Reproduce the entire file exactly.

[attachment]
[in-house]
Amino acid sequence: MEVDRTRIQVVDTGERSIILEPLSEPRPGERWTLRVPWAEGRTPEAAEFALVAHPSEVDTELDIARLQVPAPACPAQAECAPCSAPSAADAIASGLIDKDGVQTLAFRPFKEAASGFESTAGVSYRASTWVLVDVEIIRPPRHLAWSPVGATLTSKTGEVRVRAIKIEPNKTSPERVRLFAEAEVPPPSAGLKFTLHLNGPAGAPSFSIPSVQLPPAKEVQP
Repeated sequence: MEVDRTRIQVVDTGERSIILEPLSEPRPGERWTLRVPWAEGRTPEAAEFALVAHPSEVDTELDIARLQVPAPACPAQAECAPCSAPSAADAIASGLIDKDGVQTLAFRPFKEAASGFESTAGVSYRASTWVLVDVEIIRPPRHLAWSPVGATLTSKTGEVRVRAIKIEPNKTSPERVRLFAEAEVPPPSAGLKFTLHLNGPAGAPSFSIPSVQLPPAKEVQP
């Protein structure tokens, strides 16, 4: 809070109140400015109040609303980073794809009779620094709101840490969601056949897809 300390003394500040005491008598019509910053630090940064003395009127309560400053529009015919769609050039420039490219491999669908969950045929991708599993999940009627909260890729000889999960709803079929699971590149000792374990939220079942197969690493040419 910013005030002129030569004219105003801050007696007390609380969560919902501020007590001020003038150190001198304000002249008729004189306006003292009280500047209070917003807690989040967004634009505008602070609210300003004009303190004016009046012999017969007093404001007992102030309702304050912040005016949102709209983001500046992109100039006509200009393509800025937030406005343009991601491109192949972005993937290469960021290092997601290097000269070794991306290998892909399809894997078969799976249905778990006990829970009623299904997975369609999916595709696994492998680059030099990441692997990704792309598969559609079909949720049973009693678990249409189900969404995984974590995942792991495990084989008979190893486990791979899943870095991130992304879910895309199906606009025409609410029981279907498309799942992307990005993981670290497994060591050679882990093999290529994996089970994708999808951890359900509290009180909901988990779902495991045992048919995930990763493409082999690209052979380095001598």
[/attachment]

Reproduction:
[in-house]
Amino acid sequence: MEVDRTRIQVVDTGERSIILEPLSEPRPGERWTLRVPWAEGRTPEAAEFALVAHPSEVDTELDIARLQVPAPACPAQAECAPCSAPSAADAIASGLIDKDGVQTLAFRPFKEAASGFESTAGVSYRASTWVLVDVEIIRPPRHLAWSPVGATLTSKTGEVRVRAIKIEPNKTSPERVRLFAEAEVPPPSAGLKFTLHLNGPAGAPSFSIPSVQLPPAKEVQP
Repeated sequence: MEVDRTRIQVVDTGERSIILEPLSEPRPGERWTLRVPWAEGRTPEAAEFALVAHPSEVDTELDIARLQVPAPACPAQAECAPCSAPSAADAIASGLIDKDGVQTLAFRPFKEAASGFESTAGVSYRASTWVLVDVEIIRPPRHLAWSPVGATLTSKTGEVRVRAIKIEPNKTSPERVRLFAEAEVPPPSAGLKFTLHLNGPAGAPSFSIPSVQLPPAKEVQP
């Protein structure tokens, strides 16, 4: 809070109140400015109040609303980073794809009779620094709101840490969601056949897809 300390003394500040005491008598019509910053630090940064003395009127309560400053529009015919769609050039420039490219491999669908969950045929991708599993999940009627909260890729000889999960709803079929699971590149000792374990939220079942197969690493040419 910013005030002129030569004219105003801050007696007390609380969560919902501020007590001020003038150190001198304000002249008729004189306006003292009280500047209070917003807690989040967004634009505008602070609210300003004009303190004016009046012999017969007093404001007992102030309702304050912040005016949102709209983001500046992109100039006509200009393509800025937030406005343009991601491109192949972005993937290469960021290092997601290097000269070794991306290998892909399809894997078969799976249905778990006990829970009623299904997975369609999916595709696994492998680059030099990441692997990704792309598969559609079909949720049973009693678990249409189900969404995984974590995942792991495990084989008979190893486990791979899943870095991130992304879910895309199906606009025409609410029981279907498309799942992307990005993981670290497994060591050679882990093999290529994996089970994708999808951890359900509290009180909901988990779902495991045992048919995930990763493409082999690209052979380095001598």